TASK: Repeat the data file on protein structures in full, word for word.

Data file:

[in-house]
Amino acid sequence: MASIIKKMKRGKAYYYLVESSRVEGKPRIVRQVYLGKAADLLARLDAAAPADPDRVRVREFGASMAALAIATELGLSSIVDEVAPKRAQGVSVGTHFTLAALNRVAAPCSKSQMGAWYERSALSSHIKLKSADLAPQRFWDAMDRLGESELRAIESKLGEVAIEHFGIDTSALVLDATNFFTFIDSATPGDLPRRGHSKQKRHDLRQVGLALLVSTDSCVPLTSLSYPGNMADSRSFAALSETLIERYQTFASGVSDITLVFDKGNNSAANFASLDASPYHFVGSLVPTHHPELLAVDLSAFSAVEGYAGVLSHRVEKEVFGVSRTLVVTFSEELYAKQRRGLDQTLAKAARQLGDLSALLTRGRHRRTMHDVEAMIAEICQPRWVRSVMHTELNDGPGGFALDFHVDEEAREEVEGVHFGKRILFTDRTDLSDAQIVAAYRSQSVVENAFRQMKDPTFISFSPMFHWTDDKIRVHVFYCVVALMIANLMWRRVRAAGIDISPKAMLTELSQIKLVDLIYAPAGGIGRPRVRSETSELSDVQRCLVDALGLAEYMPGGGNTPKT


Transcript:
[in-house]
Amino acid sequence: MASIIKKMKRGKAYYYLVESSRVEGKPRIVRQVYLGKAADLLARLDAAAPADPDRVRVREFGASMAALAIATELGLSSIVDEVAPKRAQGVSVGTHFTLAALNRVAAPCSKSQMGAWYERSALSSHIKLKSADLAPQRFWDAMDRLGESELRAIESKLGEVAIEHFGIDTSALVLDATNFFTFIDSATPGDLPRRGHSKQKRHDLRQVGLALLVSTDSCVPLTSLSYPGNMADSRSFAALSETLIERYQTFASGVSDITLVFDKGNNSAANFASLDASPYHFVGSLVPTHHPELLAVDLSAFSAVEGYAGVLSHRVEKEVFGVSRTLVVTFSEELYAKQRRGLDQTLAKAARQLGDLSALLTRGRHRRTMHDVEAMIAEICQPRWVRSVMHTELNDGPGGFALDFHVDEEAREEVEGVHFGKRILFTDRTDLSDAQIVAAYRSQSVVENAFRQMKDPTFISFSPMFHWTDDKIRVHVFYCVVALMIANLMWRRVRAAGIDISPKAMLTELSQIKLVDLIYAPAGGIGRPRVRSETSELSDVQRCLVDALGLAEYMPGGGNTPKT